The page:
Such was the case with Ouray Toys, that once-thriving den of childish pleasures housed in the Story Block building at Seventh Avenue and Main Street, that went out of business last winter after an unsuccessful transfer of ownership, coupled with a tough economy, caused it to hit the skids.
Now Jan Sunderland, the co-owner of the Story Block building, is reopening the business under a new name.
O’Toys opens at 242 Seventh Avenue – Ouray Toys’ original basement location within the Story Block building – at the end of April. (The business had shifted from this location to a smaller Main Street space in the Story Block prior to shutting down.)
Sunderland’s retail experience in Ouray dates back to the early 90s when she started a business called the Quilt Cellar. She later ran a nonprofit shop called Handmade in Ouray, and then last summer started Saturday’s Treasures, an antiques store, in the Story Block.
“I really enjoy retail in Ouray,” she said. “I love chatting with the people who come in.”
Saturday’s Treasures was located in a retail space right next door to the old toy store location. As such, Sunderland knew better than most how sorely Ouray Toys was missed – particularly by its youngest would-be customers.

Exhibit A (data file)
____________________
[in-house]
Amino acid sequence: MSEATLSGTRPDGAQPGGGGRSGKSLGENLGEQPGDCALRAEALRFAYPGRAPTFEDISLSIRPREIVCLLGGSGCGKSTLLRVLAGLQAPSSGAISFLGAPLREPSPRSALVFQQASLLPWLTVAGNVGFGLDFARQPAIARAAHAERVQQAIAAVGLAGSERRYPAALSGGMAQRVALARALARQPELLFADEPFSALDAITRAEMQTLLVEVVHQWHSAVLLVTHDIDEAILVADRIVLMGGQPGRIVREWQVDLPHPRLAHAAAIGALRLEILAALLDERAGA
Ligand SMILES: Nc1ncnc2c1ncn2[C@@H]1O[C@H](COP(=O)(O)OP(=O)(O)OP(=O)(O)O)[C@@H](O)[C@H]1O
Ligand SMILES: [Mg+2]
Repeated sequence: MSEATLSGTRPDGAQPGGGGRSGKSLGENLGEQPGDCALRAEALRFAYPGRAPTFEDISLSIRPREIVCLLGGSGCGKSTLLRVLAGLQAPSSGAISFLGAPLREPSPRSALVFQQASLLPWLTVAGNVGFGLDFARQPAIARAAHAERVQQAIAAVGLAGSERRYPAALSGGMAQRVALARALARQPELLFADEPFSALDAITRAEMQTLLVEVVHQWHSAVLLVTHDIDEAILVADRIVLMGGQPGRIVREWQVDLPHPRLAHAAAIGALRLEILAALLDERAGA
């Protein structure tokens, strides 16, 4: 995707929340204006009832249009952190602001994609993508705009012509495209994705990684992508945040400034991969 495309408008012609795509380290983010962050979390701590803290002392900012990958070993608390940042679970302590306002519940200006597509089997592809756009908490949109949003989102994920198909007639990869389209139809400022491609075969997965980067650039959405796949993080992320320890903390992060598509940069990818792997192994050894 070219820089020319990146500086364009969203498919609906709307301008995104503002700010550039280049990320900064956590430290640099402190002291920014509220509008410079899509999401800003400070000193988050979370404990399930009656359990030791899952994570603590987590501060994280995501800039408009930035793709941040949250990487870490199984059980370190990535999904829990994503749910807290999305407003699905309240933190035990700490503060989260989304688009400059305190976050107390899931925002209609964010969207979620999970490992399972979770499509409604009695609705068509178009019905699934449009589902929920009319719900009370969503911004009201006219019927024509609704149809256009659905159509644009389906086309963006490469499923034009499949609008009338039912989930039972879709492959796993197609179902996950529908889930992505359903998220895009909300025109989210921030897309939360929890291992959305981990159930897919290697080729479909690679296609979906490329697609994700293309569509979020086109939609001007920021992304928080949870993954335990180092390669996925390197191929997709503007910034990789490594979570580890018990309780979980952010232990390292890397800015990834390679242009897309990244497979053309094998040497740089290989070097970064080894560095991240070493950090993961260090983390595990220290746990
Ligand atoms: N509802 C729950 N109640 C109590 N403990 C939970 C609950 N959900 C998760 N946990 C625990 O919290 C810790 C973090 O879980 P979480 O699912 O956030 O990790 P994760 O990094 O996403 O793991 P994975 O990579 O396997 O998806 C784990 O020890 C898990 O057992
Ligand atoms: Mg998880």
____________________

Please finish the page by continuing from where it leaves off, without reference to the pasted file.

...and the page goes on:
“We never took the awning down,” she said. “Families would come by looking for the toy store, and we’d hear the children crying, “It’s closed!”
Sunderland saw an opportunity to fill a need, while also filling a vacant commercial unit within the large building she co-owns with her husband Paul. “It was something really missed in Ouray,” she said. “We heard that a lot. It was a place to get a birthday present.”
Patrons at the new O’Toys will find “pretty much everything a toy store has,” said Sunderland, from baby toys to educational games, nostalgia items, and dress-up clothes.
Merchandise starts arriving April 1.
Sunderland, a former teacher and grandmother to three young children ages three and under (with another on the way) is most excited about the line of make-believe clothing – princess dresses, pirate outfits, and other stuff – for the dress-up box, which she is certain her grandchildren and other kids will adore.
She can’t wait for the day when her young grandchildren are big enough to brag that “My gramma and grampa own a toy store!”